In November 2015, a record that had lasted 142 years was broken: for the first time since 1873, the peak number of breweries passed 4,131. Since then, the number of US breweries has continued to reach new heights. The last time breweries multiplied at this rate was between 1850 and 1873, from 431 breweries in 1850 to over 1,200 in 1860, and 4,131 in 1873. While the number of breweries declined after 1873 until Prohibition in 1920, total beer production and per capita consumption of beer continued to increase—in fact, per capita consumption quintupled between 1860 and 1910, from four gallons to over 20 gallons (roughly 15 to 75 liters).
Today this staggering growth is due to the—historically speaking—relatively new craft beer movement; but back in the nineteenth century, German American immigrants and their lager beer were at the heart of this brewing transformation. It is not a coincidence that the time when the number of breweries in the US reached its peak in the 1870s was also a time when German American migration was steadily increasing. Read More
Check out the first installment of this post, Insect Profile: The Apollo.
“An interview with Andreas Segerer”
We are standing in a hallway across from a hidden treasure: the world’s largest collection of butterflies and moths, holding about 13 million specimens. Some parts of the collection date back to the 1760s; some historic sections have been carefully gathered and annotated by the likes of explorer and zoologist Princess Therese of Bavaria (1850–1925). The collection at the Zoologische Staatssammlung München is a testament to the world’s astounding diversity of butterflies and moths—and of the passion, patience, and curiosity of those who have collected and mounted them. At the office, we meet—in his own words—one of the last kindred spirits of moths and butterflies. Andreas Segerer, one of just a handful of lepidopterists in Germany, speaks to us about his personal and scientific experiences of insect loss, which are deeply entwined. He is the chief moth expert at the Bavarian State Collection of Zoology. Read More
Classified as moderately endangered, Parnassius apollo is a species of butterfly that inhabits mountain meadows and rocky alpine sites. These creatures’ large wings make them visible from afar, even for visually clumsy humans who lack a predator’s—or insect connoisseur’s—sharp and educated gaze. They are known as Apollofalter in German and Apollo (like the Greek god) in English, and in earlier literature were called the “Crimson-ringed.” It is easy to see why: the butterfly’s lower wings are adorned with startling red circles—one pair, sometimes two—sharply outlined in black on wings that oscillate between white, yellow, and grey. Read More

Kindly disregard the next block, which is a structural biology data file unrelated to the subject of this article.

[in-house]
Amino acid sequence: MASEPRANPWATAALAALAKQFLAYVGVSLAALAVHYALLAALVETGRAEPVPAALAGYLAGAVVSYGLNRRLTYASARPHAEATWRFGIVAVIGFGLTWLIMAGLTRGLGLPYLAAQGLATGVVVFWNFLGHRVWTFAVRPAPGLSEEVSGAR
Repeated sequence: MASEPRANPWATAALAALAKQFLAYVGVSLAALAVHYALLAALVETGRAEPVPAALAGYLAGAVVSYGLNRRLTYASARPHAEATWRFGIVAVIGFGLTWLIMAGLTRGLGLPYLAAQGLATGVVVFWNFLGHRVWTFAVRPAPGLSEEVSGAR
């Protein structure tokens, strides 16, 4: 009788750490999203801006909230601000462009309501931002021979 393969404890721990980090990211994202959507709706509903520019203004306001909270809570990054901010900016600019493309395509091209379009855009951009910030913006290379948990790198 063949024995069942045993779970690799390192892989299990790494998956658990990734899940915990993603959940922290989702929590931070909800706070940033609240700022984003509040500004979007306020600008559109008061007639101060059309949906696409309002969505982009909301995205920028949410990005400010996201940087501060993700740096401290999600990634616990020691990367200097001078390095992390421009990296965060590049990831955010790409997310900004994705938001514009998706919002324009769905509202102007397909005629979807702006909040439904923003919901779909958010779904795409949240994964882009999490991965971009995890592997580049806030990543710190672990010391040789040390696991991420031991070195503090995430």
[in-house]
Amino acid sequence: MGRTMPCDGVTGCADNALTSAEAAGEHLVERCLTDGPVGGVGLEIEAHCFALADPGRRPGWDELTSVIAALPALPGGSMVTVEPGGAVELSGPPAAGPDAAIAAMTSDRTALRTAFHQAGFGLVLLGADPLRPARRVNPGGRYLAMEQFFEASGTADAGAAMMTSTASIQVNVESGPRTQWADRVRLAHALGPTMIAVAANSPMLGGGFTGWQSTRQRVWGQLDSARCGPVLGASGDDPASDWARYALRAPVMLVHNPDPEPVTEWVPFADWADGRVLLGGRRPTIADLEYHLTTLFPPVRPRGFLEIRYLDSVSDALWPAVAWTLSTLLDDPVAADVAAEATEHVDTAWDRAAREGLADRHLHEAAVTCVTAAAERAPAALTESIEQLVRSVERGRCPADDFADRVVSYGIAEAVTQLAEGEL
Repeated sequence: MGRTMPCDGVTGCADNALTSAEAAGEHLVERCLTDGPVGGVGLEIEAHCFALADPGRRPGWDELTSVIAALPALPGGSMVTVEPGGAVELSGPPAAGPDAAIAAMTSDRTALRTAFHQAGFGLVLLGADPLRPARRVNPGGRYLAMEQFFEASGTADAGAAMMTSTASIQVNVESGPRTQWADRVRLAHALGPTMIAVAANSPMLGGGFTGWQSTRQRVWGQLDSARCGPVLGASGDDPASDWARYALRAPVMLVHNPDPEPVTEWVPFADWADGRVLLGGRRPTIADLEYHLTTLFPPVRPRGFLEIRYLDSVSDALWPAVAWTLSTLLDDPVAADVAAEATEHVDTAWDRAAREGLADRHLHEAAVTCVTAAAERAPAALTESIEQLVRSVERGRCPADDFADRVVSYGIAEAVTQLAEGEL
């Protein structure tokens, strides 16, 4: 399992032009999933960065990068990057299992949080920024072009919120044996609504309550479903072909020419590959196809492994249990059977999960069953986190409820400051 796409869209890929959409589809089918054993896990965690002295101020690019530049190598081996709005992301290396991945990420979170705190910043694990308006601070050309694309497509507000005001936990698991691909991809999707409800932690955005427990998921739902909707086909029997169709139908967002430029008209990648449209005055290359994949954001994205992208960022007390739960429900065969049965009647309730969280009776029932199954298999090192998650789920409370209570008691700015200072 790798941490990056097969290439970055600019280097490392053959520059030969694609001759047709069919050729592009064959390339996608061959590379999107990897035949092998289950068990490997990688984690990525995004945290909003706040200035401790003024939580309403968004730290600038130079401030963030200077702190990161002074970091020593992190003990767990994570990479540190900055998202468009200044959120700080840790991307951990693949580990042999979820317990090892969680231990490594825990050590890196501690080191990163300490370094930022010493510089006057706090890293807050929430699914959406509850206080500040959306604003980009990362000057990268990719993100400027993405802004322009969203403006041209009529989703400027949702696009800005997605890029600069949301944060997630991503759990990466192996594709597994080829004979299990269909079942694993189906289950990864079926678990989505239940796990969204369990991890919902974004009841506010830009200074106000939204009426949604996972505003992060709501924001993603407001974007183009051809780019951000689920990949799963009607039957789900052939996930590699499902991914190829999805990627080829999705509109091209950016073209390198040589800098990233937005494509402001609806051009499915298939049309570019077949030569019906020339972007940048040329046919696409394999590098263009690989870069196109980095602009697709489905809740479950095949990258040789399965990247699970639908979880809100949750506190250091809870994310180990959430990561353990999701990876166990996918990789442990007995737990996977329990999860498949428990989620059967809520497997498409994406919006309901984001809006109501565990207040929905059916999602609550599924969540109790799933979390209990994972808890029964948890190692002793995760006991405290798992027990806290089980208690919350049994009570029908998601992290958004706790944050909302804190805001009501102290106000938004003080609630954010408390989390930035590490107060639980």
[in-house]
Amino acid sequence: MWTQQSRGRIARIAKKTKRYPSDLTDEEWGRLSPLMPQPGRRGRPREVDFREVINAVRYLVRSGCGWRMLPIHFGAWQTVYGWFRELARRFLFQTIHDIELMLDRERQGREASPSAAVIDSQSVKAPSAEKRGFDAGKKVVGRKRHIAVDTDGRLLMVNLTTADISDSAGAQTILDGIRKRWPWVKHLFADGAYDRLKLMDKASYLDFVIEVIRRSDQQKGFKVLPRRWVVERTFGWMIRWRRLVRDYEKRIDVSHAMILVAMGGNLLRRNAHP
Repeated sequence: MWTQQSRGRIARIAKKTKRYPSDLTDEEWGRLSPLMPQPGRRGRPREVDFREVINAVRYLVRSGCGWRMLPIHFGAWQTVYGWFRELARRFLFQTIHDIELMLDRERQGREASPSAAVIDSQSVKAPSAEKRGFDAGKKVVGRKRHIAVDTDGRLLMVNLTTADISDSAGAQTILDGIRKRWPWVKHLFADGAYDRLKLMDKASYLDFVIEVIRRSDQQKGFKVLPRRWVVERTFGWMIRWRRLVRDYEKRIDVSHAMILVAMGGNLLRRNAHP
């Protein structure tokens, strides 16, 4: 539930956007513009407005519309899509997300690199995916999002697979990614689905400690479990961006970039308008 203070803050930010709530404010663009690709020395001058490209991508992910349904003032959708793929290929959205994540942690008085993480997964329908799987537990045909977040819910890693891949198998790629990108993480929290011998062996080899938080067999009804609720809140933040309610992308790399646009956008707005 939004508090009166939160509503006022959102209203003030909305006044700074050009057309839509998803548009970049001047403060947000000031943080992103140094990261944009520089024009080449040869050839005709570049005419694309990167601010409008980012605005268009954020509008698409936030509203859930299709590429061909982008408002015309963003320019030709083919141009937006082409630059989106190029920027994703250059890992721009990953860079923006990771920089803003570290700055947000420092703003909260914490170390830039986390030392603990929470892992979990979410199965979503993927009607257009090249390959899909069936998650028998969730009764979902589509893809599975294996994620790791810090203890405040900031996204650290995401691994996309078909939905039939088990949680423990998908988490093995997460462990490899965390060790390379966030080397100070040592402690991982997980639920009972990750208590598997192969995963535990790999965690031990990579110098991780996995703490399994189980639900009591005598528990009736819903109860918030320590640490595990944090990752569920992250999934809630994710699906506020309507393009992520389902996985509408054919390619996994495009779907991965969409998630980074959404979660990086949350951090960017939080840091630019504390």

This post was originally published by Radical Hope: Inspiring Sustainability Transformations Through our Past | A Group-Sourced Syllabus. It is reposted here with permission.
The project is the outcome of a workshop organized by the Rachel Carson Center and the University of Texas, Austin, in 2017. Read the conference report for this event. (Featured image: Distant Hammers, by Patrick J. Reed)
What is “radical hope” and how is it related to the environment, climate change, or the Anthropocene? How is hope conceptualized, fostered, and sustained in such turbulent times as ours? In early July 2017, the Rachel Carson Center in Munich, together with the University of Texas, Austin, hosted a two-day workshop on “Radical Hope.” It brought together 21 people from a variety of continents and disciplinary perspectives to explore and exchange ideas on that renewable and essential resource: hope. A resource that is often sadly and noticeably lacking in academic and popular conversations on the dominant framing of the Anthropocene in terms of overwhelming ecological crises, pragmatic pessimism, cognitive dissonance, climate denialism, and scientific realism on the one hand. And, on the other, soothing narratives of “techno-optimism” and an idea that a slight “greening” of “business as usual”—overseen by various experts and elites—will somehow see us through. Optimism is not the same as hope after all. Read More